Disabled women more likely to report poor diet and access to food
By Louise Kinross
Disabled American women are nearly twice as likely to report eating unhealthy food compared to women without disabilities, according to a study published this month in the Journal of the Academy of Nutrition and Dietetics.
"Compared with female adults with no disabilities, those with disabilities were more likely to rate their diet as poor, have low food security, participate in food-assistance programs, and consume frozen foods," write the study authors from the NYU School of Global Public Health.
The researchers analyzed data from the National Health and Nutrition Examination Survey for 2013 to 2018. It's the only U.S. survey that asks questions about disability status and diet. Over 3,500 women, aged 18 to 44, were asked what they ate on a given day, and scored on food quality They also answered questions about affording, getting, and preparing food.
Those who self-reported two or more disabilities had slightly lower diet quality scores than women without disabilities related to eating fruit and protein-rich foods like meat, nuts and seafood.
Despite few differences in their diet quality scores, those with disabilities were more likely to rate their diet as poor, to have very low or low food security, to participate in a food assistance program, and to consume five or more frozen foods or pizzas in the previous month.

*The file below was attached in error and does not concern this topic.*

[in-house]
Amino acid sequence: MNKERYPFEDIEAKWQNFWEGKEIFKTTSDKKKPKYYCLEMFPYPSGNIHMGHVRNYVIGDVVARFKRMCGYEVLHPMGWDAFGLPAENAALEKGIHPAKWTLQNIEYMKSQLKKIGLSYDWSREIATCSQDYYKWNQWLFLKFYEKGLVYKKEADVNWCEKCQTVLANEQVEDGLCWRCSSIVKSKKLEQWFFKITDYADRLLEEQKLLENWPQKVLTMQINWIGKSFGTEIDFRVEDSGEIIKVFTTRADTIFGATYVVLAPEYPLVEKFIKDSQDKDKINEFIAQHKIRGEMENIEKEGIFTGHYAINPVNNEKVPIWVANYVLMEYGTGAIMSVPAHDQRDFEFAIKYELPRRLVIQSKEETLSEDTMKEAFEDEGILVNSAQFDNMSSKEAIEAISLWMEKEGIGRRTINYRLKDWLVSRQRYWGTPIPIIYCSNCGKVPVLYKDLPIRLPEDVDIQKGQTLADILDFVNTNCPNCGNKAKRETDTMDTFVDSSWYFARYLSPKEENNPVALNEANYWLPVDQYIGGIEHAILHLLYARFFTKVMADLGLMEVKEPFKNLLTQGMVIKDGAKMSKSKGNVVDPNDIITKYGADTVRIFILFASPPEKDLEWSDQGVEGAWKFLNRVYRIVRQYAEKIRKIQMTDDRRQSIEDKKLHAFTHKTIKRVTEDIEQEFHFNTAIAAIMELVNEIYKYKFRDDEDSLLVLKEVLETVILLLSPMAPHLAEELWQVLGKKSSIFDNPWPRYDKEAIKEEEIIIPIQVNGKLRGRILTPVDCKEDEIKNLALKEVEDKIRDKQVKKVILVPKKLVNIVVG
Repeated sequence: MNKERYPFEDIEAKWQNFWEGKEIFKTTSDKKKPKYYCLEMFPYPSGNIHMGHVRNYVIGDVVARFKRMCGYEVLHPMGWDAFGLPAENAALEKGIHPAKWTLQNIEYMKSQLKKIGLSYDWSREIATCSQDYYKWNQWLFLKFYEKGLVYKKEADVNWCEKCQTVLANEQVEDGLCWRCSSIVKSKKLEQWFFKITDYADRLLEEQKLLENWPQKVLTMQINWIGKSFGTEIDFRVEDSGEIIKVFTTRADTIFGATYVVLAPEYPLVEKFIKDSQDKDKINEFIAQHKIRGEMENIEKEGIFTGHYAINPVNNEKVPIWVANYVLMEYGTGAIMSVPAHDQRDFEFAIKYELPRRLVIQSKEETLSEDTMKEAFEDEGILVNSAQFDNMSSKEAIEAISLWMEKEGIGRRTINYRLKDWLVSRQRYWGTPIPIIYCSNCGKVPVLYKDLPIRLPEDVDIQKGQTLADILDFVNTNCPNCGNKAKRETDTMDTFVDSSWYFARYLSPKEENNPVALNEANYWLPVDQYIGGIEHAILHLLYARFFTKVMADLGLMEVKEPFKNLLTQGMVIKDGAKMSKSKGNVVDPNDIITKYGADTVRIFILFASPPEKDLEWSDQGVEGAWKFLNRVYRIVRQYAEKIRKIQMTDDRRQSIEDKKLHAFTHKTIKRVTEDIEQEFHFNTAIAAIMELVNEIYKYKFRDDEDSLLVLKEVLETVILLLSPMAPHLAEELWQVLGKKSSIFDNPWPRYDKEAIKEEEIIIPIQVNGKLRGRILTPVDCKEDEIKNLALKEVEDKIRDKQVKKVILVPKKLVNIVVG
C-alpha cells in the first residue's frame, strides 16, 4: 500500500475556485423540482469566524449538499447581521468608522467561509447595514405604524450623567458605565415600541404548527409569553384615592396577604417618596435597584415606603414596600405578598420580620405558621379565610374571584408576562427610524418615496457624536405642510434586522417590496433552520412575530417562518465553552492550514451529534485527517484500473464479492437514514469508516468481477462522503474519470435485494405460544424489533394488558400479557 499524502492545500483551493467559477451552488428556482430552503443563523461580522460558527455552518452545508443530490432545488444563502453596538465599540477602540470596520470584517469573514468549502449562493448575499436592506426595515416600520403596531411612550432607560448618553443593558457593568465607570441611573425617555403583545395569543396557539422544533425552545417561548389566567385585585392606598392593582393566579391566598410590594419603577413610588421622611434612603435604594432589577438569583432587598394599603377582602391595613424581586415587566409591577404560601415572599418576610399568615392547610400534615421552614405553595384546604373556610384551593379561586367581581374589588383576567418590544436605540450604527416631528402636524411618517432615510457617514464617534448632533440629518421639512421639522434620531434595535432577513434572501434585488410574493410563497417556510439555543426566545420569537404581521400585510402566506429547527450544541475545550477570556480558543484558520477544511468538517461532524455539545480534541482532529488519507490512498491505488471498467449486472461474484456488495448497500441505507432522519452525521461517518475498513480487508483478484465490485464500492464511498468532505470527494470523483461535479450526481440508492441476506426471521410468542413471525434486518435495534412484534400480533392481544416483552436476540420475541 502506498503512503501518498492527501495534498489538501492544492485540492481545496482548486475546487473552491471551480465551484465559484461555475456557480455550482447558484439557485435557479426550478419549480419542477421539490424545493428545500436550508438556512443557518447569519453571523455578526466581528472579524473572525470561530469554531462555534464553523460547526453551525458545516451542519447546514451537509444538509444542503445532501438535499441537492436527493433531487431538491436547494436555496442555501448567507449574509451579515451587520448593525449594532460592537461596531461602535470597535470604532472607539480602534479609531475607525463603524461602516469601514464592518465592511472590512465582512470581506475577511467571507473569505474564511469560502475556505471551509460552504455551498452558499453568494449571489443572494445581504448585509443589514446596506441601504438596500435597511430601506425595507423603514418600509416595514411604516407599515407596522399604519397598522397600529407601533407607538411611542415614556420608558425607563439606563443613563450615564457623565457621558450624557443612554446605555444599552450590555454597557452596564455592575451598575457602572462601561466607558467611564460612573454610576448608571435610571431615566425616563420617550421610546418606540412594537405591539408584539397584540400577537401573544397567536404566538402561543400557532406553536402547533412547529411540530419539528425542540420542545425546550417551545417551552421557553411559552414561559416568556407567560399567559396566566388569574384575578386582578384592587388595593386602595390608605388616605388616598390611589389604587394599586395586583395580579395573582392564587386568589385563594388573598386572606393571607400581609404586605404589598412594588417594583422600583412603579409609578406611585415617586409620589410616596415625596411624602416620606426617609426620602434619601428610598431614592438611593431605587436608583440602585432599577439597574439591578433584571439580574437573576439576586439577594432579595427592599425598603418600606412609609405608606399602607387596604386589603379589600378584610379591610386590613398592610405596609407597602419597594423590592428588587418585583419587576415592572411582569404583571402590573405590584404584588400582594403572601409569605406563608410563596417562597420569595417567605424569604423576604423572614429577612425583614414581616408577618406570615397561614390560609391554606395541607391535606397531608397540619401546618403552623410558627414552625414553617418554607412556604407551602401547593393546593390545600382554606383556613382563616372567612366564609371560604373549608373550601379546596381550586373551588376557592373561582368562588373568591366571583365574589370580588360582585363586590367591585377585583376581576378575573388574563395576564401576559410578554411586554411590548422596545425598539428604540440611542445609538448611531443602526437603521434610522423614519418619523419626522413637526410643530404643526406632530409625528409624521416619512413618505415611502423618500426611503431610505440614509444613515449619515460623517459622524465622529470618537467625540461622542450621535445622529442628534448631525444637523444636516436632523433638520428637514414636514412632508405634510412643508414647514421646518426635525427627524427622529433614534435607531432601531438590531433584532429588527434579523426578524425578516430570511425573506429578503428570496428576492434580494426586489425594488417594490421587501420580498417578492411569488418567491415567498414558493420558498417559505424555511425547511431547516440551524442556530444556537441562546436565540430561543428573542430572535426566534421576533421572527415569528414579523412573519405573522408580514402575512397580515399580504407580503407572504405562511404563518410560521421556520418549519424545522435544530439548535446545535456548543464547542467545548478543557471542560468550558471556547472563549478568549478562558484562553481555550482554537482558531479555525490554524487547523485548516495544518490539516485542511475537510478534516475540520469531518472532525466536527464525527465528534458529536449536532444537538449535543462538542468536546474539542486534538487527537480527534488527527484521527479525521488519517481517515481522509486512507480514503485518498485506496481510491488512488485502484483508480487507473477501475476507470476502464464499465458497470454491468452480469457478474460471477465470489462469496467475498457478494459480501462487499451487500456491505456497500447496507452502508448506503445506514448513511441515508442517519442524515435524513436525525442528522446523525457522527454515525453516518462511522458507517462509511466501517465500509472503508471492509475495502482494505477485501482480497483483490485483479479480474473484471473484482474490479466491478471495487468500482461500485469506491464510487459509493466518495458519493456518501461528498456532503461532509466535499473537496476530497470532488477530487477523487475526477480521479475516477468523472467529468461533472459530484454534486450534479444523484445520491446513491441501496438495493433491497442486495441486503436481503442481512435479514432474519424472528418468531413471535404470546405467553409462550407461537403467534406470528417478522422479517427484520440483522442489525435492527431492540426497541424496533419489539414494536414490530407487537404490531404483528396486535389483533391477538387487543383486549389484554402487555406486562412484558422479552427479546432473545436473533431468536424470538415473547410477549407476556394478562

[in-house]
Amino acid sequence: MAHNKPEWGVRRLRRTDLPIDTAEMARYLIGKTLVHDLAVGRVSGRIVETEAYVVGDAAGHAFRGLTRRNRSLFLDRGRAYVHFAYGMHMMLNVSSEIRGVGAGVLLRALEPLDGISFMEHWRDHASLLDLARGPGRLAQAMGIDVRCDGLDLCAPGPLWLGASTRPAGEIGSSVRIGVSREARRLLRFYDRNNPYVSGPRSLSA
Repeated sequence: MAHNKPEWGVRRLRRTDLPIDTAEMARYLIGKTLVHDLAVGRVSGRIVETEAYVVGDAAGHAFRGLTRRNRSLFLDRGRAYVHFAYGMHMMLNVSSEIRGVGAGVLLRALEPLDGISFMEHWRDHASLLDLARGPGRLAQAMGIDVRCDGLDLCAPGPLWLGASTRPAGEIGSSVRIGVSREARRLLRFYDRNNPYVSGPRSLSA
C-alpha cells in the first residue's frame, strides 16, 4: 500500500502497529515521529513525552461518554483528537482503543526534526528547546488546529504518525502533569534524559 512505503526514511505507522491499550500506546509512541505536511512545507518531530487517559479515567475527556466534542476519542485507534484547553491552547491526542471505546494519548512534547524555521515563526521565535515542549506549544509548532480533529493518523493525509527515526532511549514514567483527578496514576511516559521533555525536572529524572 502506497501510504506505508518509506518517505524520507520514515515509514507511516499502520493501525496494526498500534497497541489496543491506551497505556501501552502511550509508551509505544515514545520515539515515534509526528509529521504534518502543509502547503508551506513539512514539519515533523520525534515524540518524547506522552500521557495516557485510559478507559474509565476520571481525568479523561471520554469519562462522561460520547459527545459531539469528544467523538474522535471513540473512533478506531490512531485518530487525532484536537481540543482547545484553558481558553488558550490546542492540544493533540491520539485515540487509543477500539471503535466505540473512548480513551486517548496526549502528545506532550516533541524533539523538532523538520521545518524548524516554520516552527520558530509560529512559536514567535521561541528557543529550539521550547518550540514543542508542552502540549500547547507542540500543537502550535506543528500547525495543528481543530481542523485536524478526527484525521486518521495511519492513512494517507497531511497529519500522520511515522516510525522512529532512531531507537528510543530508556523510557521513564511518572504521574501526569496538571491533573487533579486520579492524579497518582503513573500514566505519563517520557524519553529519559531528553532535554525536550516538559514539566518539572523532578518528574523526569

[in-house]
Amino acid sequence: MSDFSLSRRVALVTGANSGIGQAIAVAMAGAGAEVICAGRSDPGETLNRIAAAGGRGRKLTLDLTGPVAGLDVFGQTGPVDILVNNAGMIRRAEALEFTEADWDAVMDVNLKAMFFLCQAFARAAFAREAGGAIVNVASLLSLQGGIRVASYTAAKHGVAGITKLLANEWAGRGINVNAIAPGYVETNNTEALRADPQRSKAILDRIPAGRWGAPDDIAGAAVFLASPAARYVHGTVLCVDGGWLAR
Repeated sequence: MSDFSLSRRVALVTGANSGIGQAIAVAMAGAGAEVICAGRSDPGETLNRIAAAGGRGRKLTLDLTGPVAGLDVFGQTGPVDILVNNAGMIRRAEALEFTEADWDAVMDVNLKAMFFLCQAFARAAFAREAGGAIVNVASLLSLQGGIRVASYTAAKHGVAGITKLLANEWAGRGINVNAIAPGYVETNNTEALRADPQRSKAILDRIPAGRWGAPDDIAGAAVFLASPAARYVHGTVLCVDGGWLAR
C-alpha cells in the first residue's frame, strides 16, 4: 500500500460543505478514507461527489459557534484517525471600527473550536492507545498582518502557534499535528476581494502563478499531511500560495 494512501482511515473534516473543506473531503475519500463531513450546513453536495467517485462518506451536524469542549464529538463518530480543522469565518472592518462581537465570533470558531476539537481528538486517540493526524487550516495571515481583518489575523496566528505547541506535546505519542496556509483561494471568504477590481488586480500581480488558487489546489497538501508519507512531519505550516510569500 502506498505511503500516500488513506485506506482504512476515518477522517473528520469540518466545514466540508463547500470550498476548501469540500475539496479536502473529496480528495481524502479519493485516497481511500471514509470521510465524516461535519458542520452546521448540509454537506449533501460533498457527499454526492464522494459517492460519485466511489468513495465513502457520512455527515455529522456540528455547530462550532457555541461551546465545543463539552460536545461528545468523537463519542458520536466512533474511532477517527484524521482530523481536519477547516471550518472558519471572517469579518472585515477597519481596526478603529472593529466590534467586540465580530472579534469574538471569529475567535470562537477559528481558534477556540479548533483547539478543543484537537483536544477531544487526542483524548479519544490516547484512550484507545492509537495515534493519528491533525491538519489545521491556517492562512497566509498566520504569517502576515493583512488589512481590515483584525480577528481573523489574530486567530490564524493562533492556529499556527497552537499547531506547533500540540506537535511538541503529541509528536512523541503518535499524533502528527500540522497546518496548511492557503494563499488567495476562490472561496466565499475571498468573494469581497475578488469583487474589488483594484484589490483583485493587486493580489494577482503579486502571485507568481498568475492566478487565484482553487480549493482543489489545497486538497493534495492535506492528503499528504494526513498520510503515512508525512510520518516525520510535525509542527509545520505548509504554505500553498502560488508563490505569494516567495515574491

Women with disabilities were less likely to be the main person in their house responsible for meal planning and food shopping and preparation. They were also more likely to not have graduated from high school, to have lower household incomes, to be single, with obesity, and to be current smokers.
"Eating a nutritious diet is central to preventing many chronic diseases," says lead author Andrea Deierlein, associate professor of public health nutrition at the NYU School of Global Pubic Health. "For women of reproductive age, a healthy diet can also support good outcomes during and after pregnancy."
The researchers say more study is needed to understand how disabled women get and prepare food, including the accessibility of local food stores and delivery services, and whether their housing enables them to store and make meals.
Earlier this year BLOOM reported on a review of over 100 journal articles about the impact of disability on people's ability to afford, get and prepare food. The researchers cited American research that found disabled people need an income two to three times higher than non-disabled people to avoid food insecurity, because they're often paying for caregivers, assistive devices and special diets.
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